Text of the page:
She does so in this really interesting way. She juxtaposes elements in her work such as the scale and the ruler which are very tangible tools of measurement of the actual physicality of the body, but at the same time we’re realizing that the person is no longer there, that their soul has gone elsewhere.

She sends [the series] to the highest level with the ashes of her former assistant, Galen; she creates these almost galaxy-like starburst effects. When you see the works presented together you move from this very measured examination of a person’s physical remains to this very astral, galaxy-like swirl of ashes. It’s a very powerful work.

David Neel, Kwagiutl Family Portrait, 1991, Collection of Library and Archives Canada

In Kwagiutl Family Portrait, artist David Neel represents his family in the tradition of his Kwakwaka’wakw heritage, portraying himself, his wife, his three sons and his artistic lineage through several generations of Kwakwaka’wakw carvers.

The exhibition also includes artists for whom transformation is part of a traditional worldview. Could you elaborate?

For example, the Cree artist Leo Arcand [see image at top of page], when you look at his piece, Our Future, it encapsulates the entirety of a lifespan, from birth to death, both in terms of the imagery and the items that are incorporated into the sculpture. In his worldview, this element of transformation — positive transformation — is ever present.

What are some of the other forms of transformation that are explored throughout the exhibition?

There is also ageing — considerations of how the body ages. Susan Benson’s work, for example, incorporates images of her mother and grandmother. You see family links being developed by other artists who are trying to create a larger portrait of themselves — a kind of continuity, So artists like David Neel, whose Kwagiutl Family Portrait is meant to depict his whole family genealogy in one portrait, but at the same time his intent is that everyone who looks at it will be able to see something different. He’s hoping his family’s image will lead people to see something of their own experiences in that work. There’s some really interesting explorations of time: Andrew Danson takes photographs of people in their house and 20 years later revisits them and takes a photograph again of the same people in the same place. Then there’s Sorel Cohen’s work which is so evocative and painterly — it gives you the sense of a Flemish altarpiece; she uses herself as a model and is also the creator, so she’s placing her body into different roles. She’s also exploring and pushing against traditional ideas of women in art. It’s an ongoing, multi-layered “metaphor” as she calls it.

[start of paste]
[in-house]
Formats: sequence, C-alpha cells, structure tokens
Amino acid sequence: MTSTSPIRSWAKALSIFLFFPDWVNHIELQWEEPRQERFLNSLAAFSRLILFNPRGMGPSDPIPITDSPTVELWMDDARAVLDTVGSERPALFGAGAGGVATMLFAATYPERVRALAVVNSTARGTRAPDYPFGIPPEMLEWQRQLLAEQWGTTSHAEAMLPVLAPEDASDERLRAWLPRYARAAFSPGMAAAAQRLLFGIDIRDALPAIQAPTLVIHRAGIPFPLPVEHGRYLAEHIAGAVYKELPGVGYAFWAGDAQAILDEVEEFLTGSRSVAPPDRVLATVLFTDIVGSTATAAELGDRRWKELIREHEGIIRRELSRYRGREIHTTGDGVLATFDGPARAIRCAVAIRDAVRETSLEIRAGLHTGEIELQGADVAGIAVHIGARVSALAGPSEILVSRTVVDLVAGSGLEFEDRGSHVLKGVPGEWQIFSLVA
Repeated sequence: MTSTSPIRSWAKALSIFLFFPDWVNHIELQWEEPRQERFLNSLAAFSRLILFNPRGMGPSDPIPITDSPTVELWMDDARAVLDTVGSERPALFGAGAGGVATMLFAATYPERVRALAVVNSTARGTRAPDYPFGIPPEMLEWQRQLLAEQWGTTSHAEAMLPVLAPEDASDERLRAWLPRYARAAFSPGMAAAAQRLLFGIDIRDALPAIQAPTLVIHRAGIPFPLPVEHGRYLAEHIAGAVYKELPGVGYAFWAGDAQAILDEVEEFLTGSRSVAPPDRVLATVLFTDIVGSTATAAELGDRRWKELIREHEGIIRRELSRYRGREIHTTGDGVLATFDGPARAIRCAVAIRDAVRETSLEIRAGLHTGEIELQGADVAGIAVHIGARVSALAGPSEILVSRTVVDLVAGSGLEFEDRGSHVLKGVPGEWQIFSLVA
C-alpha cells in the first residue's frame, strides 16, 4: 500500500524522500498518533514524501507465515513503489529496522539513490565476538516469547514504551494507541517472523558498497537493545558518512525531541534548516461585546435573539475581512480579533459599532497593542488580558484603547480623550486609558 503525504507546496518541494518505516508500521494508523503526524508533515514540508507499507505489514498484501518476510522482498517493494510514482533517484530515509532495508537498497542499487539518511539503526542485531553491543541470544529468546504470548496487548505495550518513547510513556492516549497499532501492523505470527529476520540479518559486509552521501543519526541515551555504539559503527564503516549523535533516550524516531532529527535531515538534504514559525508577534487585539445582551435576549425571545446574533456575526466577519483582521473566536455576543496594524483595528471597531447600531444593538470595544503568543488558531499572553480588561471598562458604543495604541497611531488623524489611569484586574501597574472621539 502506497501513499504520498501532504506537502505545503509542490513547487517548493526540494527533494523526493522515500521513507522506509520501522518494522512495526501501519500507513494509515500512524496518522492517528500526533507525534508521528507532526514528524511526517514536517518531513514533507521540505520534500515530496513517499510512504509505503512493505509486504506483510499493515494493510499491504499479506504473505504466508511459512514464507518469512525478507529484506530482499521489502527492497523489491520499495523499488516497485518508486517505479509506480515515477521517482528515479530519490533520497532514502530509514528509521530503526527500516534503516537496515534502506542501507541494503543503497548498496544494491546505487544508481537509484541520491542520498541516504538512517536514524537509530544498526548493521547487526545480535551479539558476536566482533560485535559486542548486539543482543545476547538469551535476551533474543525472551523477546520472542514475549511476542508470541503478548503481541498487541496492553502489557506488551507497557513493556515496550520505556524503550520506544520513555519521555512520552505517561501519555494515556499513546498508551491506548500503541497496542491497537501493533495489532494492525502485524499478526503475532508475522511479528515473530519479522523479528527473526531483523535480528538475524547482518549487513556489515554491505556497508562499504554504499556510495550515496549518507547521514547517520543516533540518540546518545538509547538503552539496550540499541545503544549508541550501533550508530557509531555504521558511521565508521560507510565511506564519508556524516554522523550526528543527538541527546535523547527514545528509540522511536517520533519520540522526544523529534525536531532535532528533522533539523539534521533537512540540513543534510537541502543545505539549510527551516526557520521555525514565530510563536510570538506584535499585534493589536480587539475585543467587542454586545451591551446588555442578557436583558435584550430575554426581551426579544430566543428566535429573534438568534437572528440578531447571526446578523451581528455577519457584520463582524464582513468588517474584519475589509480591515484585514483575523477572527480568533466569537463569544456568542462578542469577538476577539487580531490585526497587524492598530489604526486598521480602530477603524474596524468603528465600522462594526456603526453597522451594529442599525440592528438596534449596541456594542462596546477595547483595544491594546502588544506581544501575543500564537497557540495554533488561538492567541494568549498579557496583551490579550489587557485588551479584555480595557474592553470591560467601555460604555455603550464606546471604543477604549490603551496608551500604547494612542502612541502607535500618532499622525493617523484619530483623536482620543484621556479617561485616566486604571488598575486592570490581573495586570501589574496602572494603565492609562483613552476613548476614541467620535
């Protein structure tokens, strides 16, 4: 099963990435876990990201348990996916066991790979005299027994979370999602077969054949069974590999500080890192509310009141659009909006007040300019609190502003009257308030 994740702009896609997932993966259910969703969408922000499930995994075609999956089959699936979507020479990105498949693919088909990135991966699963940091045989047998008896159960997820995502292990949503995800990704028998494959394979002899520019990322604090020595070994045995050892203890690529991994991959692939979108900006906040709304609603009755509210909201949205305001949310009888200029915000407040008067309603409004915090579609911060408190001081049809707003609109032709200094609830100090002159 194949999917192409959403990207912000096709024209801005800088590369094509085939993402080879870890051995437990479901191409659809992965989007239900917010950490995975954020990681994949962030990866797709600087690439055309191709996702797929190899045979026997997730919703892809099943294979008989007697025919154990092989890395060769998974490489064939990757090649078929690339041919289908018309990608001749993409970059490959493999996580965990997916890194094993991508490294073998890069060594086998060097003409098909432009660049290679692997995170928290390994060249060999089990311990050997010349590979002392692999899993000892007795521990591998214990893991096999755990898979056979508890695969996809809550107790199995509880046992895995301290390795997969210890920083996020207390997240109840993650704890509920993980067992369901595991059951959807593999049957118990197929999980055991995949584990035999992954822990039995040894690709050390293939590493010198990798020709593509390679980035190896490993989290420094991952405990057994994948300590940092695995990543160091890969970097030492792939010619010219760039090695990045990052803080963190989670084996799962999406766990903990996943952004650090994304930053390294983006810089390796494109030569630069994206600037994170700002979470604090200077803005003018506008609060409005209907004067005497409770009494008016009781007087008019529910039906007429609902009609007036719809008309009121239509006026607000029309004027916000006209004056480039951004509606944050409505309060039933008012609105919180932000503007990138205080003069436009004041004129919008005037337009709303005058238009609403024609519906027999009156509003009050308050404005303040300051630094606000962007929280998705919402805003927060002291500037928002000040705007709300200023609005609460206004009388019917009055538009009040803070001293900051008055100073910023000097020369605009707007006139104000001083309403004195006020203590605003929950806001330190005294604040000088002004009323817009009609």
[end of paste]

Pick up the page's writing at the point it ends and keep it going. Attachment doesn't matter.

Now that we’ve reached the halfway mark in this collaboration between Glenbow and Library and Archives Canada how are you feeling about the project? Why is it important?

These portraits belong to all Canadians and it’s very important that they be accessible to all of us, in all parts of our country. That’s why this opportunity to present a selection of Library and Archives Canada portraits at Glenbow has been so important.

Andrew Danson, Joe Mendelson, 1976 , 1976, Collection of Library and Archives Canada
Andrew Danson, Joe Mendelson, 1994 , 1994, Collection of Library and Archives Canada